Holy Week reminds us that we are in a spiritual battle. We proclaim that Jesus is Messiah and King. The world tries to silence this message, but Jesus cannot be contained, stopped, or silenced. His followers will not be silenced either. Yes, we must fight His battles, proclaiming His Gospel instead of the social and political agendas we are often more eager to choose. We must proclaim Him with the same enthusiasm as His earliest followers, who shouted “Hosanna to the Son of David; Blessed is He who comes in the name of the Lord; Hosanna in the highest!” (Matthew 21:9).

Hosanna! Save us, we pray, O Lord! Renew and empower us by Your Holy Spirit so that we may be Your witnesses now and always.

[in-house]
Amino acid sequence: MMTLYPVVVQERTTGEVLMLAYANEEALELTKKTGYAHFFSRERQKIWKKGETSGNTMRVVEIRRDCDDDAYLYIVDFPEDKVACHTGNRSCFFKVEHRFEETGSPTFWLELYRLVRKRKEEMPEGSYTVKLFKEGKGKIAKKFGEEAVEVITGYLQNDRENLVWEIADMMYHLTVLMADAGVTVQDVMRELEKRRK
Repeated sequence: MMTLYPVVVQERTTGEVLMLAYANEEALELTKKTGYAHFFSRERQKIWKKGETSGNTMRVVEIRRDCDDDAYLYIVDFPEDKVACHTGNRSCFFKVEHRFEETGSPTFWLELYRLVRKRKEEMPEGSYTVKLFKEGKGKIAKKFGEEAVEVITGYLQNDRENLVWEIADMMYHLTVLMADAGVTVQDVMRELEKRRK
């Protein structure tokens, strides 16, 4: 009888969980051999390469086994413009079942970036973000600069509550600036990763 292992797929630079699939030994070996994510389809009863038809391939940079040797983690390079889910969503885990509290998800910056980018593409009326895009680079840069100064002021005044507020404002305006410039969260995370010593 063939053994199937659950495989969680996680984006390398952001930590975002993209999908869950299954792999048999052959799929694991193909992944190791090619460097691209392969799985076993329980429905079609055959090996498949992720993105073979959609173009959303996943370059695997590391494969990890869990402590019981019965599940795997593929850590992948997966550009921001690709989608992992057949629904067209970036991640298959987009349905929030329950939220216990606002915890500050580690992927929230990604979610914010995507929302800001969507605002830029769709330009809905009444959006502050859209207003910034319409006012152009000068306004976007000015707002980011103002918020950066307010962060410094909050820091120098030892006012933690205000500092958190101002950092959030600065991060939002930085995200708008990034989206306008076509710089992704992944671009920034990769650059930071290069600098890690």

1Evangel University was formed by a merger of Evangel College (an Assemblies of God liberal arts college, which my wife attended), the Assemblies of God Theological Seminary (AGTS, where I earned my master’s degree), and Central Bible College. Since Evangel College and AGTS were separate entities when I attended, I do not have a strong emotional attachment to the Crusader mascot, but I can see where the Crusades often conflicted with Christ’s teachings and historic Christian “just war” doctrine.

Do you have anything to add or any thoughts that come to mind about cancel culture, evangelism, etc.? Share your thoughts or suggestions by clicking the “Leave a comment” link below.

Copyright © 2021 Michael E. Lynch. All rights reserved.

Categories: Bible meditations, Christians and Culture, Church Calendar: Holy Days and Seasons, Current events | Tags: , , , , , | Leave a comment

Thanking God on New Year’s Day